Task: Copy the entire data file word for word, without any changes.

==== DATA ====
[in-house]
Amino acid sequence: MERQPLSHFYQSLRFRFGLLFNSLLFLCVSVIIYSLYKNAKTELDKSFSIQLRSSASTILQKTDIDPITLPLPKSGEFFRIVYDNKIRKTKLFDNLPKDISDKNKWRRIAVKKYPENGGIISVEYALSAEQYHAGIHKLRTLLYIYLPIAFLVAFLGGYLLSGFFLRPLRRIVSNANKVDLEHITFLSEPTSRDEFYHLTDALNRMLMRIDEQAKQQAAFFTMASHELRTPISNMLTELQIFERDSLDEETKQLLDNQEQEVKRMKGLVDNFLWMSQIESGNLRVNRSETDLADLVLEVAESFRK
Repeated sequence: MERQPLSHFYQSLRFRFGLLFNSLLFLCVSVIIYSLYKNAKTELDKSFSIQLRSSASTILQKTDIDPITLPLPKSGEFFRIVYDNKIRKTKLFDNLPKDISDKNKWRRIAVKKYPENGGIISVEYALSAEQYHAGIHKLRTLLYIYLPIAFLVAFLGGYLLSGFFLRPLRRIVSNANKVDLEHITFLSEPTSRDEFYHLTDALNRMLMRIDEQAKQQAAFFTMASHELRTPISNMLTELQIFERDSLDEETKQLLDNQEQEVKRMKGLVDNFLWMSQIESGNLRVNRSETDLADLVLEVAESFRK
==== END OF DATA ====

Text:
[in-house]
Amino acid sequence: MERQPLSHFYQSLRFRFGLLFNSLLFLCVSVIIYSLYKNAKTELDKSFSIQLRSSASTILQKTDIDPITLPLPKSGEFFRIVYDNKIRKTKLFDNLPKDISDKNKWRRIAVKKYPENGGIISVEYALSAEQYHAGIHKLRTLLYIYLPIAFLVAFLGGYLLSGFFLRPLRRIVSNANKVDLEHITFLSEPTSRDEFYHLTDALNRMLMRIDEQAKQQAAFFTMASHELRTPISNMLTELQIFERDSLDEETKQLLDNQEQEVKRMKGLVDNFLWMSQIESGNLRVNRSETDLADLVLEVAESFRK
Repeated sequence: MERQPLSHFYQSLRFRFGLLFNSLLFLCVSVIIYSLYKNAKTELDKSFSIQLRSSASTILQKTDIDPITLPLPKSGEFFRIVYDNKIRKTKLFDNLPKDISDKNKWRRIAVKKYPENGGIISVEYALSAEQYHAGIHKLRTLLYIYLPIAFLVAFLGGYLLSGFFLRPLRRIVSNANKVDLEHITFLSEPTSRDEFYHLTDALNRMLMRIDEQAKQQAAFFTMASHELRTPISNMLTELQIFERDSLDEETKQLLDNQEQEVKRMKGLVDNFLWMSQIESGNLRVNRSETDLADLVLEVAESFRK